In still another basic aspect, the present invention provides a hard copy engine for a hard copy apparatus adapted for using a cassette-type writing engine containing all wet components of an ink-jet system, including at least one ink reservoir having ink therein fluidically coupled to an inking mechanisms within the writing engine for transferring ink from the writing engine to print media within the hard copy apparatus using ink-jetting processes. The hard copy engine includes: a printing station; mechanisms for transporting print media to and from the printing station; and mechanisms for interfacing the hard copy engine mechanically and electrically with the writing engine, the mechanisms for interfacing including a cassette bay for receiving the writing engine therein for positioning the writing engine relative to the hard copy apparatus, mechanisms for mechanically and electrically engaging and activating the writing engine wet components, and mechanisms for aligning the inking mechanisms of the writing engine to the printing station.
In another basic aspect, the present invention provides a hard copy engine including: an ink-jet printing station; a print media transport mounted relative to the printing station to move print media to and from the printing station; a writing engine mount having a writing instrument interface for aligning writing engine ink-jet writing instruments to the printing station such that writing engines are interchangeable, and an ink-jet service station activator mounted relative to the writing engine mount such that the activator interfaces with a writing engine service station, wherein the hard copy engine has no components that contact ink.
In another basic aspect, the present invention provides a modular hard copy apparatus including: a first unitary module including all hard copy engine components, the first unitary module having a first equipment life expectancy; a second unitary module including all ink-jet writing engine components, the second unitary module having a second equipment life expectancy substantially shorter than the first equipment life expectancy; and located on the first unitary module and the second unitary module, complementary mechanisms for selectively interfacing the second unitary module into the first unitary module such that inserting the second unitary module into the first unitary module automatically forms an operationally ready ink-jet hard copy apparatus wherein the second unitary module is replaceable. Furthermore, the second unitary module is replaceable a plurality of times wherein the number of replacement times is approximately equal to the ratio of the first equipment life expectancy to the second equipment life expectancy.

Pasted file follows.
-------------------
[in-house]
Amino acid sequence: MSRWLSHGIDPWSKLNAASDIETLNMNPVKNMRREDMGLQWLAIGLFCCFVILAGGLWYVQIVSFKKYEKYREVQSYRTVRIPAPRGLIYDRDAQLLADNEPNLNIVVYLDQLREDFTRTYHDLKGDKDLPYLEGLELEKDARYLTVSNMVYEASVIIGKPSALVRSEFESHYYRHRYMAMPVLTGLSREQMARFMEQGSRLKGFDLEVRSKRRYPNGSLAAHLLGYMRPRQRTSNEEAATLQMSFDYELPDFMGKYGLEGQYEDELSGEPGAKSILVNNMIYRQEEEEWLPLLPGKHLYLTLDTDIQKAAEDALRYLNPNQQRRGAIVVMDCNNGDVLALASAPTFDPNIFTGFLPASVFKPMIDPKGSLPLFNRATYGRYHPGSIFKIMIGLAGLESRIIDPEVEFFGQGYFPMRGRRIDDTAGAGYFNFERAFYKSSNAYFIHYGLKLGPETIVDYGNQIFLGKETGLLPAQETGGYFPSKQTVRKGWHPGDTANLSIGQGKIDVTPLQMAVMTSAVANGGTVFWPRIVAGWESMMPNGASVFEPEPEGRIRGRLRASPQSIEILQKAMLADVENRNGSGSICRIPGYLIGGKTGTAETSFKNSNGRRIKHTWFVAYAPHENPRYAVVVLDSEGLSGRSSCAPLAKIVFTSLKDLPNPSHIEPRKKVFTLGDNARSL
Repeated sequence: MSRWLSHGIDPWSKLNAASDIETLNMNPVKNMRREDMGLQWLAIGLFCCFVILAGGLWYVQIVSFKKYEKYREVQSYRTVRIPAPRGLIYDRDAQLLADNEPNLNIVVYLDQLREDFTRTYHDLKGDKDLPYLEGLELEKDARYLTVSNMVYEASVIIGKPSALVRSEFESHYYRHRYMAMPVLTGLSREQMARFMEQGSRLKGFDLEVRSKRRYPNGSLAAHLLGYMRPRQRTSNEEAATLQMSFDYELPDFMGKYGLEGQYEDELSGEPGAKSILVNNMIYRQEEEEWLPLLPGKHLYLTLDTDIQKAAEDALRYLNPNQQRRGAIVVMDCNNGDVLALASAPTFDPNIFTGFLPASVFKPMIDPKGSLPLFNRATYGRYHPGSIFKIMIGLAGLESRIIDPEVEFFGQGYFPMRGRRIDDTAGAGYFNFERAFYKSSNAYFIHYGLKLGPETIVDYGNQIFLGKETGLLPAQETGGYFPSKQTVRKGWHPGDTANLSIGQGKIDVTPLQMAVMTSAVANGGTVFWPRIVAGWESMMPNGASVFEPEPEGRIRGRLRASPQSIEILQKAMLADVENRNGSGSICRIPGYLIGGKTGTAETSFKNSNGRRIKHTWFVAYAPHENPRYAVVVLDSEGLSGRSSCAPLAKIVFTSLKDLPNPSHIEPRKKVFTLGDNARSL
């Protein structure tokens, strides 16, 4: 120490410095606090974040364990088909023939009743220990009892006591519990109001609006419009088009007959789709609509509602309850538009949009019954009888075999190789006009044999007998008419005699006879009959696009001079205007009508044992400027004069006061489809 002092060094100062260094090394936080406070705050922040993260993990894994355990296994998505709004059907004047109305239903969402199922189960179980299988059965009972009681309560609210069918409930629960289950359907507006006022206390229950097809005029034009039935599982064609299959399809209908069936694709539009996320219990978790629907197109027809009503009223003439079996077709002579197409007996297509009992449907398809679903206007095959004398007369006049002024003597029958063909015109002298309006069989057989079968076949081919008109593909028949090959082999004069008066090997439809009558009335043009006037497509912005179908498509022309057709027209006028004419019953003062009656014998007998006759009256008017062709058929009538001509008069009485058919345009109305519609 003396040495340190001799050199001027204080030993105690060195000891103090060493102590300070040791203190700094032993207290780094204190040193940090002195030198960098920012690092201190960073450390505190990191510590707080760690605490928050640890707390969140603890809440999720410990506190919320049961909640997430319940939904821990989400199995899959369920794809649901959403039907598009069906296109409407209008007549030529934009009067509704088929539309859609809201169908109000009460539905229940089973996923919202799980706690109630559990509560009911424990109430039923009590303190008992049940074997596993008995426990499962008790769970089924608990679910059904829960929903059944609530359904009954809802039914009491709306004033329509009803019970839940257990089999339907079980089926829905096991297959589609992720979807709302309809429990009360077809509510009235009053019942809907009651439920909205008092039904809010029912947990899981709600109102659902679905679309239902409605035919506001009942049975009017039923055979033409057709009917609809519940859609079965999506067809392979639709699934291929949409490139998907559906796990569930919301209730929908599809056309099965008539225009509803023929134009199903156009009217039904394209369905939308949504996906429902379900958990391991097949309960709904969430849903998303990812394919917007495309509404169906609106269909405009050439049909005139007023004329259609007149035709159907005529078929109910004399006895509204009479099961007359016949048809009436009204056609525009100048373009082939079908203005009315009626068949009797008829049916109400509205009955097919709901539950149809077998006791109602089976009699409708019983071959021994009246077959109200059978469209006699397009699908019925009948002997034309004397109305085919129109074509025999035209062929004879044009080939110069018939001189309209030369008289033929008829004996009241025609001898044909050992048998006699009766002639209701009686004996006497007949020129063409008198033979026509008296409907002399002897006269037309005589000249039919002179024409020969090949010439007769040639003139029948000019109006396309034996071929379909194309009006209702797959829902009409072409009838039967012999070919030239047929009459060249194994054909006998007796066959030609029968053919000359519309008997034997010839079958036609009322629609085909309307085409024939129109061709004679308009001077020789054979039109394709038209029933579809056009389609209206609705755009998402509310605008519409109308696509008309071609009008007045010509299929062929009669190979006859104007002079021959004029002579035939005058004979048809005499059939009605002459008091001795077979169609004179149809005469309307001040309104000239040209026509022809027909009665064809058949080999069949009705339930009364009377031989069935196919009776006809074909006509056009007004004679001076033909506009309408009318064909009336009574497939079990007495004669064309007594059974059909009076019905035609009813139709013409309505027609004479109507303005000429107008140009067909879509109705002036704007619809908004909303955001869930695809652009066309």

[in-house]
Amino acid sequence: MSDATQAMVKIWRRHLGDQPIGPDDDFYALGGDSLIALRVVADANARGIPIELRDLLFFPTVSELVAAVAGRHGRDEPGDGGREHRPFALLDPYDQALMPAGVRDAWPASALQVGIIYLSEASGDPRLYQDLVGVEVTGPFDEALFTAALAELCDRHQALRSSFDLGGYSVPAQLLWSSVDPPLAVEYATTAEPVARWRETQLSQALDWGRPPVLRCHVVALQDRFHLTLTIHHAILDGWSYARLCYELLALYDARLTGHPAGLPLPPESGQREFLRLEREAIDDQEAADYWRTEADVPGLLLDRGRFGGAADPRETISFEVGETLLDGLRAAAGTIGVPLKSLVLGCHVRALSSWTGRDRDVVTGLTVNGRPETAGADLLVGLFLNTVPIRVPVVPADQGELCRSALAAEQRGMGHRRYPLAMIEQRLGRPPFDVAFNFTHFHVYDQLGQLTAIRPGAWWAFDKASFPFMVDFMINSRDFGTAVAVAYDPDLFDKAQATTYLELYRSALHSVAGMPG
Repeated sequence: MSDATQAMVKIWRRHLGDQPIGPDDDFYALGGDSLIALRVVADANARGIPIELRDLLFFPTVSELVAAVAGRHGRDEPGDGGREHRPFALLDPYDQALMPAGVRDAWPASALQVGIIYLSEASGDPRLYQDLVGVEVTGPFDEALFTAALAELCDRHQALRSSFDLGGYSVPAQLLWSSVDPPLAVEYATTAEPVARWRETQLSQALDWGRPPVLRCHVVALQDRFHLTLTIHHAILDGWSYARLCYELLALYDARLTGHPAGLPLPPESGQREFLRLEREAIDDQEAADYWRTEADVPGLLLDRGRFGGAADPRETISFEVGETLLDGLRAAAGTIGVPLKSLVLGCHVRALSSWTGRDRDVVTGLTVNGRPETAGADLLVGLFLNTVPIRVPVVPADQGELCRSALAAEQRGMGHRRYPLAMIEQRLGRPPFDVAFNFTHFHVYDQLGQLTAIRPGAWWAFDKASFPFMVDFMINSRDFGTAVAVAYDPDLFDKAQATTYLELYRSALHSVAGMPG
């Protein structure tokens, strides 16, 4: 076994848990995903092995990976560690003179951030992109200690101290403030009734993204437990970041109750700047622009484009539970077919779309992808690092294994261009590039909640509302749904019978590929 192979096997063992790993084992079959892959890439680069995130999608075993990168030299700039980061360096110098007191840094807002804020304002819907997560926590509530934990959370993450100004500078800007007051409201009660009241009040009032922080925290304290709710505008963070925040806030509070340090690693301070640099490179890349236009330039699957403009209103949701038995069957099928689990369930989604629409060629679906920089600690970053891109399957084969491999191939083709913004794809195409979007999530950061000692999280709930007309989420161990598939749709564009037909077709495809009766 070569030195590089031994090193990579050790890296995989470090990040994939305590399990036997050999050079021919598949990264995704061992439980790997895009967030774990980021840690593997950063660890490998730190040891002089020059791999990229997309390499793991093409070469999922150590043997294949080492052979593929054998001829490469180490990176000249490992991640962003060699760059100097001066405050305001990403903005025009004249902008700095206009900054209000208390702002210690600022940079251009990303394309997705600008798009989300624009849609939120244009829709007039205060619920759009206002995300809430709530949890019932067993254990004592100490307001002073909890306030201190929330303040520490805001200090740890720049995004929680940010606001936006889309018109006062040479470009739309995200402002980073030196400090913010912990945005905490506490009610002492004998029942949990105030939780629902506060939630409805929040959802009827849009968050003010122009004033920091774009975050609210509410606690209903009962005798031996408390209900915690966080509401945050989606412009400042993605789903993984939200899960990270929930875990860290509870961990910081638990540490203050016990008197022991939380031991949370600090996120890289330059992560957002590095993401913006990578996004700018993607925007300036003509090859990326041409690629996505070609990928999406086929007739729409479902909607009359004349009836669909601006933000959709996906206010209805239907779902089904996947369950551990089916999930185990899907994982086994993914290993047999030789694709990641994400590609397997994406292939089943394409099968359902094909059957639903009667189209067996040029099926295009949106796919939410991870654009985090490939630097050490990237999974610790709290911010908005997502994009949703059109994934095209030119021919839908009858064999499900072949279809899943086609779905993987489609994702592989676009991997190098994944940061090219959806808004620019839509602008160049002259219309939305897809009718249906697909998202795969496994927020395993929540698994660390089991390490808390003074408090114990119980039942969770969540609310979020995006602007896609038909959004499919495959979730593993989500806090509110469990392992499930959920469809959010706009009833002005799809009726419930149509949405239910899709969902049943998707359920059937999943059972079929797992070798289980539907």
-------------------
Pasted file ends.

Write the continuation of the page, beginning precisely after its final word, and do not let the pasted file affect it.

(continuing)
In another basic aspect, the present invention provides an ink-jet hard copy apparatus including: an integrated first module including all hard copy engine dry components, the integrated first module having a first equipment life expectancy; an integrated second module including all ink-jet writing engine wet components, the integrated second module having a second equipment life expectancy substantially shorter than the first equipment life expectancy; and located on the integrated first module and the integrated second module, complementary mechanical and electromechanical mechanisms for selectively interfacing the integrated second module into the integrated first module such that inserting the integrated second module into the integrated first module automatically forms an operationally ready ink-jet hard copy apparatus wherein the integrated second module is replaceable throughout the first equipment life expectancy.
In a further basic aspect, the present invention provides a method for operating a hard copy apparatus, including capturing an insertable writing engine containing all ink-jet wet components into a compatible hard copy engine such that ink-jet printing functions and ink-jet component servicing functions are automatically integrated into the hard copy apparatus by inserting the writing engine therein.
In another basic aspect, the present invention provides an apparatus for producing hard copy including: an ink-jet writing engine, having a printing element; and an ink-jet hard copy engine, having a receiving station wherein the writing engine and the hard copy engine are selectively interlocked such that the hard copy engine seizes the printing element and further such that the hard copy engine can selectively remove the printing element from the writing engine and transport the printing element to a position for ink-jet printing and selectively return the printing element to the writing engine when not ink-jet printing.
In another basic aspect, the present invention provides an improved ink-jet hard copy system including the combination of a plurality of interchangeable writing engines in the form of cassette modules, each cassette module containing all wet components of an ink-jet hard copy system, the plurality providing differing ink-jet printing capabilities; and at least one hard copy engine, containing no wet components of an ink-jet hard copy system, for selectively receiving at least one cassette module therein for forming an operational ink-jet hard copy system together therewith.